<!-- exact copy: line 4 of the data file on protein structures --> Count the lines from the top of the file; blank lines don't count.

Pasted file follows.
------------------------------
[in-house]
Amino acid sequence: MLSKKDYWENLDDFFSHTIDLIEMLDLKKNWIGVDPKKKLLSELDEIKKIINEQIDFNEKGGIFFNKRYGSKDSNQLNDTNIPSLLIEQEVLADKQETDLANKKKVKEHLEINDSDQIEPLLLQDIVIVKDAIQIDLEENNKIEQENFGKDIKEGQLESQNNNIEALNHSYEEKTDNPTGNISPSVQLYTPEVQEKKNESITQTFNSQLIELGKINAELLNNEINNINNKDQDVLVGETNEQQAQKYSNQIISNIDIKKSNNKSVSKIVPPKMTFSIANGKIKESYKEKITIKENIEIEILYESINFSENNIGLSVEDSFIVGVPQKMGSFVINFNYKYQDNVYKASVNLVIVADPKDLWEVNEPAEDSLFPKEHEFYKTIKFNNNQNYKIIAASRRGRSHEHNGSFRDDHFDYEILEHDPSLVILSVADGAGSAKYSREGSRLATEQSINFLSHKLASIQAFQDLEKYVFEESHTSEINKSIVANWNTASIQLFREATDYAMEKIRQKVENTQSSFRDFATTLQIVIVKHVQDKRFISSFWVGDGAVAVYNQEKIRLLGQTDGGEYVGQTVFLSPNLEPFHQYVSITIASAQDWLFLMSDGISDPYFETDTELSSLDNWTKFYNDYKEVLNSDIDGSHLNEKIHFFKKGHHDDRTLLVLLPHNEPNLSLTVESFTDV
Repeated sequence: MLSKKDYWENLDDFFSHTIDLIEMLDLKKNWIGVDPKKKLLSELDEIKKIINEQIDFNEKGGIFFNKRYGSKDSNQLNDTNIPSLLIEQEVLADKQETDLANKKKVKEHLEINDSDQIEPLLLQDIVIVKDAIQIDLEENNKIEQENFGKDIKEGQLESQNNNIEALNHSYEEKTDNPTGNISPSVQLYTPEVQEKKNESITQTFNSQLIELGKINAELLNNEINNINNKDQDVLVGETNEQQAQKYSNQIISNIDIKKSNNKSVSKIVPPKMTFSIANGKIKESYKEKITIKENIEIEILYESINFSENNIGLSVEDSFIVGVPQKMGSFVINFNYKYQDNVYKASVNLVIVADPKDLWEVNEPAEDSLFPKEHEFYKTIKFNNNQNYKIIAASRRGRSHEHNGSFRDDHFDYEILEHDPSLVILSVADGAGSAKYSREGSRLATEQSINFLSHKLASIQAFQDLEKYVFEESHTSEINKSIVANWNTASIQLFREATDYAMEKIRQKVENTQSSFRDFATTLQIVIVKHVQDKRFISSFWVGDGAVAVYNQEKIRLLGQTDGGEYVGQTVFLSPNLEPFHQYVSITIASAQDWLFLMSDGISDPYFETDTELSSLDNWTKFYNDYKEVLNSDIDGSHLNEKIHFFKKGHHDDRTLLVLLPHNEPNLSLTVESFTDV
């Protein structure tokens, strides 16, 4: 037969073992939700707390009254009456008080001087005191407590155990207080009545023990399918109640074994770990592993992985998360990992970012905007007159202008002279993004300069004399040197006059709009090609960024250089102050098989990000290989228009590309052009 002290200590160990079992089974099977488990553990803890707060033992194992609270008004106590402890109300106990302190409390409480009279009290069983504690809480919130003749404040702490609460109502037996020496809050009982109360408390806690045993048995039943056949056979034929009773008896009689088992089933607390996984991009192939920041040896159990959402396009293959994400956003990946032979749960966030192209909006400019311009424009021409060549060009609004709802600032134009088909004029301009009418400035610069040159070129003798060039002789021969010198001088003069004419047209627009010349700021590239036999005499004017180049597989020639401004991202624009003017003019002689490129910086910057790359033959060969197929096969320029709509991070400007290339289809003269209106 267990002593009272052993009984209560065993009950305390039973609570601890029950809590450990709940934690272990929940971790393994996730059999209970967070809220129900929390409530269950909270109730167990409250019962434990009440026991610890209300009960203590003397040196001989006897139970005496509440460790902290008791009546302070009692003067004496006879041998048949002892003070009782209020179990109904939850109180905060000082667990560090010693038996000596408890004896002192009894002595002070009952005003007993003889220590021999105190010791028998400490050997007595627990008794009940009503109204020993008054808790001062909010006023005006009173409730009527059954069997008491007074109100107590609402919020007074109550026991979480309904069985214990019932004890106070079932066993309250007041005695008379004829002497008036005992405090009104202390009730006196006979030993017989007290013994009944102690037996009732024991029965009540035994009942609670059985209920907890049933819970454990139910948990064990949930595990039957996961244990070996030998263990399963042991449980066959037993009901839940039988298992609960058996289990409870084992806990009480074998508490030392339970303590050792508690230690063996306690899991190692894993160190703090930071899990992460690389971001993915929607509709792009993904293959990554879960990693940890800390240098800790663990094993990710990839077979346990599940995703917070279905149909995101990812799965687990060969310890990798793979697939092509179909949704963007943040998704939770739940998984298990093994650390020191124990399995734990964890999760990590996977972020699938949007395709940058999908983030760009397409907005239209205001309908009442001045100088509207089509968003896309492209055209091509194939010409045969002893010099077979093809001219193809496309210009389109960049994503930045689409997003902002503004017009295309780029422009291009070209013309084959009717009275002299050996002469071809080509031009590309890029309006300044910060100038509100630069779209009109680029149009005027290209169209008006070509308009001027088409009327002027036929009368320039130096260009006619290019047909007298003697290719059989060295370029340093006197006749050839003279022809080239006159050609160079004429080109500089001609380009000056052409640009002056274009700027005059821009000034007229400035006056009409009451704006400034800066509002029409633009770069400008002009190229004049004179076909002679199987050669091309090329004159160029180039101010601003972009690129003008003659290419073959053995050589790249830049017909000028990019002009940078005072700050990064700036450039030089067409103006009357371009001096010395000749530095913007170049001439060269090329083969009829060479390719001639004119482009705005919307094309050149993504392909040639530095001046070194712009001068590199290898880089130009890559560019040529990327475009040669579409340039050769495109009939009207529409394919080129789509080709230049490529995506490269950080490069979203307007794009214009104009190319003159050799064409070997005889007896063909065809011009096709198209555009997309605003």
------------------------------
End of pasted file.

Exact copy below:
């Protein structure tokens, strides 16, 4: 037969073992939700707390009254009456008080001087005191407590155990207080009545023990399918109640074994770990592993992985998360990992970012905007007159202008002279993004300069004399040197006059709009090609960024250089102050098989990000290989228009590309052009 002290200590160990079992089974099977488990553990803890707060033992194992609270008004106590402890109300106990302190409390409480009279009290069983504690809480919130003749404040702490609460109502037996020496809050009982109360408390806690045993048995039943056949056979034929009773008896009689088992089933607390996984991009192939920041040896159990959402396009293959994400956003990946032979749960966030192209909006400019311009424009021409060549060009609004709802600032134009088909004029301009009418400035610069040159070129003798060039002789021969010198001088003069004419047209627009010349700021590239036999005499004017180049597989020639401004991202624009003017003019002689490129910086910057790359033959060969197929096969320029709509991070400007290339289809003269209106 267990002593009272052993009984209560065993009950305390039973609570601890029950809590450990709940934690272990929940971790393994996730059999209970967070809220129900929390409530269950909270109730167990409250019962434990009440026991610890209300009960203590003397040196001989006897139970005496509440460790902290008791009546302070009692003067004496006879041998048949002892003070009782209020179990109904939850109180905060000082667990560090010693038996000596408890004896002192009894002595002070009952005003007993003889220590021999105190010791028998400490050997007595627990008794009940009503109204020993008054808790001062909010006023005006009173409730009527059954069997008491007074109100107590609402919020007074109550026991979480309904069985214990019932004890106070079932066993309250007041005695008379004829002497008036005992405090009104202390009730006196006979030993017989007290013994009944102690037996009732024991029965009540035994009942609670059985209920907890049933819970454990139910948990064990949930595990039957996961244990070996030998263990399963042991449980066959037993009901839940039988298992609960058996289990409870084992806990009480074998508490030392339970303590050792508690230690063996306690899991190692894993160190703090930071899990992460690389971001993915929607509709792009993904293959990554879960990693940890800390240098800790663990094993990710990839077979346990599940995703917070279905149909995101990812799965687990060969310890990798793979697939092509179909949704963007943040998704939770739940998984298990093994650390020191124990399995734990964890999760990590996977972020699938949007395709940058999908983030760009397409907005239209205001309908009442001045100088509207089509968003896309492209055209091509194939010409045969002893010099077979093809001219193809496309210009389109960049994503930045689409997003902002503004017009295309780029422009291009070209013309084959009717009275002299050996002469071809080509031009590309890029309006300044910060100038509100630069779209009109680029149009005027290209169209008006070509308009001027088409009327002027036929009368320039130096260009006619290019047909007298003697290719059989060295370029340093006197006749050839003279022809080239006159050609160079004429080109500089001609380009000056052409640009002056274009700027005059821009000034007229400035006056009409009451704006400034800066509002029409633009770069400008002009190229004049004179076909002679199987050669091309090329004159160029180039101010601003972009690129003008003659290419073959053995050589790249830049017909000028990019002009940078005072700050990064700036450039030089067409103006009357371009001096010395000749530095913007170049001439060269090329083969009829060479390719001639004119482009705005919307094309050149993504392909040639530095001046070194712009001068590199290898880089130009890559560019040529990327475009040669579409340039050769495109009939009207529409394919080129789509080709230049490529995506490269950080490069979203307007794009214009104009190319003159050799064409070997005889007896063909065809011009096709198209555009997309605003």